While university changed its face, Primary and Secondary school also underwent major transformations, albeit at a slower pace. The reform of Primary and Secondary school curricula never took place as it was planned by the Ministry of Public Education Luigi Berlinguer (formerly Dean of the University of Siena). In particular, the proposed abolition of Middle School (11-13 yrs) and the consequent restructuring of Primary and Secondary education in two cycles (a primary one, covering from 6 to 12 years of age, and a secondary one, covering from 13 to 18 years of age) never went into effect. However, many other changes did. Like Universities, schools also became autonomous bodies, while the introduction of “extra-curricular” activities fostered competition among institutes. Private schools were integrated in the local boards of education within the legal frame of horizontal subsidiarity (i.e., partnership between public and private sectors), while indirect subsidizing took place on regional basis (both in regions ruled by Centre-left and by Right-wing coalitions). During the mandate of Mr. Berlinguer, the minimum requirement of formal education was extended from 8 to 10 classes (that is, from 14 to 16 years of age). Later, this requirement was lowered again by right-wing Ministry Moratti. Mandatory attendance is a central feature of a traditional, class-oriented school, in which children were asked to choose a career at as early age as 13.
The Berlusconi II cabinet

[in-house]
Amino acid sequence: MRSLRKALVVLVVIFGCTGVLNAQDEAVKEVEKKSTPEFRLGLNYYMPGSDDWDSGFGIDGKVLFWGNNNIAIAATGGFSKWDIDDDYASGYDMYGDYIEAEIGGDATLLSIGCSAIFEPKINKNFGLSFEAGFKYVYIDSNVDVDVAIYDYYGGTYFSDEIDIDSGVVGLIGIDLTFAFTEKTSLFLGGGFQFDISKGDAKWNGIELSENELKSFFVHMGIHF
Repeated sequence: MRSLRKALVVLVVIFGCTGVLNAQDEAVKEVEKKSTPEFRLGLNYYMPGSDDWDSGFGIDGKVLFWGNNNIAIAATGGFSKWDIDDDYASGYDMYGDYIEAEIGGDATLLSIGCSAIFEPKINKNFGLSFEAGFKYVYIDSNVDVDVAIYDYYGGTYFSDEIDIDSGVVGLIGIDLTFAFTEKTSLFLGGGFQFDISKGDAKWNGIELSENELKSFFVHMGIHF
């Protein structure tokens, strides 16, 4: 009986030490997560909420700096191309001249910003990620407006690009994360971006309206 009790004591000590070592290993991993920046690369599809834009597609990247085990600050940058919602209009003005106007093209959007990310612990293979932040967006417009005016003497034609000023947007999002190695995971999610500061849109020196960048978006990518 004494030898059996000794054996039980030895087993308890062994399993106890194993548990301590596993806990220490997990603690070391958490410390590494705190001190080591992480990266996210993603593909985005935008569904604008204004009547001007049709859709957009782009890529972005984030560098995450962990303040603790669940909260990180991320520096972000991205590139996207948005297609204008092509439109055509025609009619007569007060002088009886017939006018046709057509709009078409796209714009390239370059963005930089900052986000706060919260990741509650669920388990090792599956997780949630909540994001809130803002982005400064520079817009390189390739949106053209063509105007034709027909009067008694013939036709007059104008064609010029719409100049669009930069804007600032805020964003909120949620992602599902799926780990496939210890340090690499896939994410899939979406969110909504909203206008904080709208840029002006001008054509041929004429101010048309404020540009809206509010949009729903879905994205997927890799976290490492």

In 2002, shortly after another right-wing government went in power, the new Ministry of Education Letizia Moratti (member of a family of tycoons, and later serving as the Mayor of Milan) suppressed the reforms from the previous government and started working on a different hypothesis. The main elements of her new Reform were traditionalism, conservatism and a hierarchical view of the relationship between students and teachers. Other pillars were the partnership between private and public sectors, together with an increasing concern for marketability of the acquired skills. Such a philosophy was consistent with the electoral slogan of Berlusconi campaign, referring to 3 “I”s to be taught in school, Internet, Inglese, Impresa (Internet, English, Business). In order to cope with the austerity policies, Ms. Moratti eliminated the presence of external examiners in High School Graduation Exam, while also inaugurating the practice of firing teachers with one-year positions during winter and summer breaks, and hiring them back in other schools at the re-opening of schools. This practice generates stress and insecurity for teacher, while also destroying the continuity of the learning experience.